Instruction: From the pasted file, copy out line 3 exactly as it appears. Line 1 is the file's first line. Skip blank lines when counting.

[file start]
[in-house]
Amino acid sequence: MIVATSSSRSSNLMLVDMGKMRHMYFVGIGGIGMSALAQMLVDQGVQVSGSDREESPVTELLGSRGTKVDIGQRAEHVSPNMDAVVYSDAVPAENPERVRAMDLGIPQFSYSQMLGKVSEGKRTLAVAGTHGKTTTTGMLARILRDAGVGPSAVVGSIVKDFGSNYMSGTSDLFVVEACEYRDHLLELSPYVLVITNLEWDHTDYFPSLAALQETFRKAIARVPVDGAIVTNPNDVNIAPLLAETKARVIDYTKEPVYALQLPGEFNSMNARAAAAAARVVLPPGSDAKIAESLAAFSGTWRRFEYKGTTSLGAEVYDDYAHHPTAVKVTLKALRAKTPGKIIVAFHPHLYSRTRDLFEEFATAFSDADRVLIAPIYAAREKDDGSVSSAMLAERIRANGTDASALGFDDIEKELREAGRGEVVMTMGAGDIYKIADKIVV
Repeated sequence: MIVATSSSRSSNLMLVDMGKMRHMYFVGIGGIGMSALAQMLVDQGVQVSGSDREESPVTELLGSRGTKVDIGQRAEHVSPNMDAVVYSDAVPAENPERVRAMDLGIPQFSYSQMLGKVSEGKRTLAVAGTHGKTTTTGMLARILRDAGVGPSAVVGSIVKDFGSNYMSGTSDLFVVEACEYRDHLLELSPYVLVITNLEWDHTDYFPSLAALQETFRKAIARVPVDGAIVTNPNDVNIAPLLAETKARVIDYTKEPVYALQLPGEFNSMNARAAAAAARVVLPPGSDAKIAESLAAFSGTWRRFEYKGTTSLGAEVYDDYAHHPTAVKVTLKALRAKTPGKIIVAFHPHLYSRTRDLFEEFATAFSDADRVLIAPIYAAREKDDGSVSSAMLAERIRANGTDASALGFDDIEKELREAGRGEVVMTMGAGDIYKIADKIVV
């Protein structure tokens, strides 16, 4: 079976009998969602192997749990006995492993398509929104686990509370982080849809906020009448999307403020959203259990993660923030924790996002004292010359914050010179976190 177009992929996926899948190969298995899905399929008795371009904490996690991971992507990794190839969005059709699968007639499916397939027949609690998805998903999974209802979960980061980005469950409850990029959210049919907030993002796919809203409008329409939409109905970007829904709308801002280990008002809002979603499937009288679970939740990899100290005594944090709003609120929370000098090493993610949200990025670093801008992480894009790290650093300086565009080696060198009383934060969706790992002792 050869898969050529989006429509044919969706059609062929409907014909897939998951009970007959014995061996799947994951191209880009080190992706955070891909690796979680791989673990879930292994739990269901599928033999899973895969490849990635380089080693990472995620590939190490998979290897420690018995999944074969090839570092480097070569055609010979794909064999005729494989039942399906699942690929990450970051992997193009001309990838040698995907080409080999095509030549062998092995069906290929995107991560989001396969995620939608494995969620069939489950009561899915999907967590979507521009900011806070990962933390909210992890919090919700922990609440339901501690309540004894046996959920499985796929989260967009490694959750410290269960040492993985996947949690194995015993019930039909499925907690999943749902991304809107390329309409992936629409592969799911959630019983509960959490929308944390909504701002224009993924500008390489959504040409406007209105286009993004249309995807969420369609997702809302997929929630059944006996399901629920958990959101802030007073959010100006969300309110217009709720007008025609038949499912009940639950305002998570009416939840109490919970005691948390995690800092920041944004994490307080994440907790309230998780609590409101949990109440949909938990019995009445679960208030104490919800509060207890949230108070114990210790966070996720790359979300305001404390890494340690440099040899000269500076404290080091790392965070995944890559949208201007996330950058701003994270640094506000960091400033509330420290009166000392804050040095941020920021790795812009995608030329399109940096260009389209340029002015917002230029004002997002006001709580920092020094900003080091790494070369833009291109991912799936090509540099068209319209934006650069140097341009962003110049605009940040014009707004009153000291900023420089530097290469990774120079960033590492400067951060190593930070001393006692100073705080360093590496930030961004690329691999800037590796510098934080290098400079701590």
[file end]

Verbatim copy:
Repeated sequence: MIVATSSSRSSNLMLVDMGKMRHMYFVGIGGIGMSALAQMLVDQGVQVSGSDREESPVTELLGSRGTKVDIGQRAEHVSPNMDAVVYSDAVPAENPERVRAMDLGIPQFSYSQMLGKVSEGKRTLAVAGTHGKTTTTGMLARILRDAGVGPSAVVGSIVKDFGSNYMSGTSDLFVVEACEYRDHLLELSPYVLVITNLEWDHTDYFPSLAALQETFRKAIARVPVDGAIVTNPNDVNIAPLLAETKARVIDYTKEPVYALQLPGEFNSMNARAAAAAARVVLPPGSDAKIAESLAAFSGTWRRFEYKGTTSLGAEVYDDYAHHPTAVKVTLKALRAKTPGKIIVAFHPHLYSRTRDLFEEFATAFSDADRVLIAPIYAAREKDDGSVSSAMLAERIRANGTDASALGFDDIEKELREAGRGEVVMTMGAGDIYKIADKIVV